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Earvin Johnson Enshrined In Basketball Hall Of Fame

Sept. 28, 2002

EAST LANSING, Mich. - "This is easily the coolest thing that has ever happened to me."

Those were the sentiments of Associated Press basketball writer Jim O'Connell on his reception of the Curt Gowdy Award at the 2002 Basketball Hall of Fame Induction Ceremony. While he was the only one to express his emotions in those exact words, it was indeed a great evening for everyone involved, especially the inductees.

Foremost in the mind of Spartan fans, and many of the thousands in attendance and the hundreds of thousands watching on television, was Earvin "Magic" Johnson. The player who transformed the way the game of basketball was played, and who also brought fans to the game was the final inductee of the evening. But that didn't stop other presenters and inductees from mentioning his impact on the game.

"I wish every kid would remember how hard he played the game," remarked Philadelphia 76ers head coach and Hall of Fame Class of 2002 member Larry Brown. "You made it easy on a lot of coaches. Basketball is the greatest team sport if played the right way."

Nearly two hours after the evening began, and after the inductions of Arizona coach Lute Olson, the late Drazen Petrovic of international and NBA fame, North Carolina State women's coach Kay Yow, the Harlem Globetrotters and Brown, it was finally Johnson's turn in the spotlight.

Master of ceremonies Ahmad Rashad introduced a highlight video saying:

"This is the player that revolutionized the game of basketball."

The audience at the Springfield Civic Center then turned its attention to the two big screens in the arena for a tribute video, including scenes from Johnson's days at Lansing Everett High School and Michigan State University. The video also included remarks from his college coach, Jud Heathcote.

But before Johnson could take the stage, he had to be introduced by a member of the Hall of Fame. For Johnson, there was no question who would present him. It had to be his long-time rival and now dear-friend Larry Bird.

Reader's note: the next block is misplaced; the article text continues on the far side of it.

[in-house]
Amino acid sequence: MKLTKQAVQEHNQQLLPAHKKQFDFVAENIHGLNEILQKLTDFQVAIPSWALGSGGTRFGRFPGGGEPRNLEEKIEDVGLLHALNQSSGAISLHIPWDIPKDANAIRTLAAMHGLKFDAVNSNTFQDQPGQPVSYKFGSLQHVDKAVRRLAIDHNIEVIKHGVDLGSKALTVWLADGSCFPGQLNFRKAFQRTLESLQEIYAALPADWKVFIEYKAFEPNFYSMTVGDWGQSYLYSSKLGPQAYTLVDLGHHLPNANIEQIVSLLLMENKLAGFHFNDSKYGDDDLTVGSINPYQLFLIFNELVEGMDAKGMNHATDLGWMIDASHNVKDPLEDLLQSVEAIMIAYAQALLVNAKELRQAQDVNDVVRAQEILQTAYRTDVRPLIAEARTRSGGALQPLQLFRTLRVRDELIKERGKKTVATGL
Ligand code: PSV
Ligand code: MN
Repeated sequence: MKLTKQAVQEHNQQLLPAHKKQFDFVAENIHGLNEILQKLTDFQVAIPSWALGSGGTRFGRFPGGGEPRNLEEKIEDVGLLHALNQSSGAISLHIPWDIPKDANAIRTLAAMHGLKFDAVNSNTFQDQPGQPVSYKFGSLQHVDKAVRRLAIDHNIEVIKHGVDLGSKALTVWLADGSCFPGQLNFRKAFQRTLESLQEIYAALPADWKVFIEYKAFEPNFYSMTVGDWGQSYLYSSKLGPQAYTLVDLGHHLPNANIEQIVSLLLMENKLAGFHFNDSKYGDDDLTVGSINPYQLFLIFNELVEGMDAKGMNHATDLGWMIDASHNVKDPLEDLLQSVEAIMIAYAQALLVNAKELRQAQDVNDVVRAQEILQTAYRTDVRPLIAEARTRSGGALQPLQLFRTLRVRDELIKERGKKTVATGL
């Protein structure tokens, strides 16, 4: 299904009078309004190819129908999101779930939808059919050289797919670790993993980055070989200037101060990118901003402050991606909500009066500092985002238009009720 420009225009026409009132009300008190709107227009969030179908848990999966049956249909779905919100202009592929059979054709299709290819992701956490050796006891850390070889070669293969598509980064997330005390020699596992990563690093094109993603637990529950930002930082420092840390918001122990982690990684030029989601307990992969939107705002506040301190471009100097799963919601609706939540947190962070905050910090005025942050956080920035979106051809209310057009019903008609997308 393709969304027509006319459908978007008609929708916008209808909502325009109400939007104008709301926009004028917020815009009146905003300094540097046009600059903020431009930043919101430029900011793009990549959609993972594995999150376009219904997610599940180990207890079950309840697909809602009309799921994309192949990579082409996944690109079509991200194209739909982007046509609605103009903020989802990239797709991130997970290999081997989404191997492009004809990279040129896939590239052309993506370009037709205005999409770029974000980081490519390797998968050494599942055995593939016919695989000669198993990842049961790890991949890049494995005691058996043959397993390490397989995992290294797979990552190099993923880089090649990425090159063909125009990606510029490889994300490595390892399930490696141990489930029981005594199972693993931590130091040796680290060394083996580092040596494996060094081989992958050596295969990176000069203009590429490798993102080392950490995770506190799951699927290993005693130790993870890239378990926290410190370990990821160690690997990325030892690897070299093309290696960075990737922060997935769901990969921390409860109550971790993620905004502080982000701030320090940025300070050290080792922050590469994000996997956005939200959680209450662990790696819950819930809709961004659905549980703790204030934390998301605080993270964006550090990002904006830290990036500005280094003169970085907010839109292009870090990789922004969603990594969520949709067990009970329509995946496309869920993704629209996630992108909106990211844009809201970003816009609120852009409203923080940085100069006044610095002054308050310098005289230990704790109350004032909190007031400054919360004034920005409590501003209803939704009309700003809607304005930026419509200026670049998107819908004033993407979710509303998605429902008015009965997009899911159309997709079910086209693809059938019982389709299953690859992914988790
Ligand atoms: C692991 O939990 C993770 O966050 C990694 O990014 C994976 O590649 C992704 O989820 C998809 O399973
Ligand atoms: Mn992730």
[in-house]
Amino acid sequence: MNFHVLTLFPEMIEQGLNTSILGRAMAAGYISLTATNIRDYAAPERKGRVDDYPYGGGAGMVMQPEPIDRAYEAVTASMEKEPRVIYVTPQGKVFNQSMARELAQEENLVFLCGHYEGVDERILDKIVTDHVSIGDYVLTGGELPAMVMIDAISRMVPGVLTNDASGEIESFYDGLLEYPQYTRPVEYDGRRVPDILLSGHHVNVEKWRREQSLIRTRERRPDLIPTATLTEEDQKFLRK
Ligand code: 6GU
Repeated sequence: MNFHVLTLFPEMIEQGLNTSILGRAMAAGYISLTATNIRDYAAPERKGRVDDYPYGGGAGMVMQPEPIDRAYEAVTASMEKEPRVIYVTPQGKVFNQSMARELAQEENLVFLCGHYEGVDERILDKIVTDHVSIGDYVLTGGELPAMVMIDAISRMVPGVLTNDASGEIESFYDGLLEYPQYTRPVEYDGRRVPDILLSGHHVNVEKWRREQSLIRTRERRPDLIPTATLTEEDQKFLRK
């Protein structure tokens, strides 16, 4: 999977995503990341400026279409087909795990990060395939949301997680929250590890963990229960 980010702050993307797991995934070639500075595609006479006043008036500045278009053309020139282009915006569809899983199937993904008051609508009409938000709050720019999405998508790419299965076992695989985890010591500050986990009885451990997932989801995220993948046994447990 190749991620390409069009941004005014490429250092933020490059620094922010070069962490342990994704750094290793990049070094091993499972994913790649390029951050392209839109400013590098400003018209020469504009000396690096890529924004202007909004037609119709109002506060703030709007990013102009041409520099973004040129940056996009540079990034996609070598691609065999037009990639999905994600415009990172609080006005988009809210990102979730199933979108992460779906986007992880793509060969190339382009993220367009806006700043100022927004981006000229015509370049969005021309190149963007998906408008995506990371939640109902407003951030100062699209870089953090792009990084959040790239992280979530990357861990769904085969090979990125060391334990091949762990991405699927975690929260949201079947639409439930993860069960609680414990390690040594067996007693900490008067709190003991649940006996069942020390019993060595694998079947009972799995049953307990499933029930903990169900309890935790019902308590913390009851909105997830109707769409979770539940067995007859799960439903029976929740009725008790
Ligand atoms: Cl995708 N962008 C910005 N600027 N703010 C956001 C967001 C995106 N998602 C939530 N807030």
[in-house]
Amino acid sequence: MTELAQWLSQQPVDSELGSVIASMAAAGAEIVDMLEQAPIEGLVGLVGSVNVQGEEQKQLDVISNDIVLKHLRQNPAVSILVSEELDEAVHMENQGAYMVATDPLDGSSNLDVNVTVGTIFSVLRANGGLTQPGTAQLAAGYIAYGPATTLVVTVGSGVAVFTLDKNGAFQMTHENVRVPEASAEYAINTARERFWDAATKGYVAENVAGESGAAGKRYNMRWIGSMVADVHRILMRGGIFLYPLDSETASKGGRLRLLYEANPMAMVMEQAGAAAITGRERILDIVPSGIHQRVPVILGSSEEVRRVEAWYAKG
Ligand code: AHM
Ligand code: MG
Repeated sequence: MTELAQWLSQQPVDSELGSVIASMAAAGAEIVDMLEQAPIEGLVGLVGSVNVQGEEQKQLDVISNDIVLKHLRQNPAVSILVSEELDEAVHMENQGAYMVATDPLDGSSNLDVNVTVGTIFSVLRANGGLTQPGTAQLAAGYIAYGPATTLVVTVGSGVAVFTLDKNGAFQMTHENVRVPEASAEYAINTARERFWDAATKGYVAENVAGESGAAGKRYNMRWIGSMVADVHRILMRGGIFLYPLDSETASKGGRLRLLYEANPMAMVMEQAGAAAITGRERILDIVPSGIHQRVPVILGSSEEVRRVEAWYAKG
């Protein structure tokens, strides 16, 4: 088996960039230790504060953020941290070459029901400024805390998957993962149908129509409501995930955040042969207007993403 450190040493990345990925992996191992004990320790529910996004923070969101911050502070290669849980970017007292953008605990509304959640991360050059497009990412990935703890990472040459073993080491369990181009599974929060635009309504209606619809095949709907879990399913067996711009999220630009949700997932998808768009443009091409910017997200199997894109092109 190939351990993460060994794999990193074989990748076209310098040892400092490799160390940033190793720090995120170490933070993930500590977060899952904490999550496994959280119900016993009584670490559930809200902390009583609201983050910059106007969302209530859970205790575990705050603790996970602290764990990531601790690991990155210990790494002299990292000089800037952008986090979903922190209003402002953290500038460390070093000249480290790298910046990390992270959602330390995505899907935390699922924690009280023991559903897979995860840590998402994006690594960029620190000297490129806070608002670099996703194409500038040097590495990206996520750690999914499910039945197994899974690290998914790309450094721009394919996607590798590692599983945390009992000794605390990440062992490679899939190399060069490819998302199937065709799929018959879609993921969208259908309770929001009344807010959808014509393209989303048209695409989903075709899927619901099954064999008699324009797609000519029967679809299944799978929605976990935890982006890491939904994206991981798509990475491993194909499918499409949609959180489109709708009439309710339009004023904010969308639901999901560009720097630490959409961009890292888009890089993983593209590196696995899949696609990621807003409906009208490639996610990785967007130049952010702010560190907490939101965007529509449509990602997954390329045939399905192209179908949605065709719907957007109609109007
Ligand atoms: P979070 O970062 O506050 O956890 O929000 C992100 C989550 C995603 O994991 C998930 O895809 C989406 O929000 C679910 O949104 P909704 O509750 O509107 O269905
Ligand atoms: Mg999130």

During his introduction, Bird remembered seeing Johnson play for the first time.

"I've just seen the best player I'm ever going to see in my life," Bird would tell his brother.

After Bird and Johnson battled for the 1979 NCAA Championship and having entered the NBA at the same time, Bird realized that the two of them would always be grouped together.

"He made me work harder knowing that we'd be linked throughout our career."

Bird ended his introduction by alluding to the epic battles between his Boston Celtics and Johnson's Los Angeles Lakers, and the fact that Johnson often found a way to win.

"I was going to speak from my heart. But man, he broke my heart so many times, do I have anything left?" joked Bird.

With that introduction, Johnson walked on stage accompanied by his wife, three kids and his mother and father. His induction was of such great magnitude that the Basketball Hall of Fame Chairman of the Board Dave Gavitt even changed the formal induction ceremony, taking the opportunity to recognize Johnson's special talents.

"You made your teammates better and you made the game better," remarked Gavitt.

It was finally Johnson's time to address the crowd, who greeted one of the game's all-time greats with a standing ovation. With flash bulbs flickering, the normally jovial Johnson had a little more subdued nature as he sincerely thanked all the different people who had helped him along the way.

He began by letting everyone know that his induction was the result of the efforts of more than just himself. He then took the opportunity to return the favor to Bird.

"Larry, you are what a basketball player should be," said Johnson.

Among the first group of people Johnson thanked were all the coaches who had instructed him during his route to stardom.

"To all my coaches, thank you for teaching me the fundamentals of the game. To my high school coach George Fox, thank you for teaching me that only by making my teammates better could we win championships.

"To Coach Heathcote, thank you for defying the basketball gods who said a 6-9 player couldn't be a point guard ... Thank you for also teaching me to be a perfectionist."

Johnson went on to thank his teammates, the NBA, his friends and finally his family. He spent several minutes thanking each individual family member for the different roles they played in his life.

Finally, Johnson echoed the thoughts expressed earlier by Coach Brown on the game of basketball.

"This game is great, but we should all play this game the way it should be played."

With that Johnson flashed his trademark smile and hugged Bird and his family members still on stage. In doing so, he provided a perfect ending to an amazing night.



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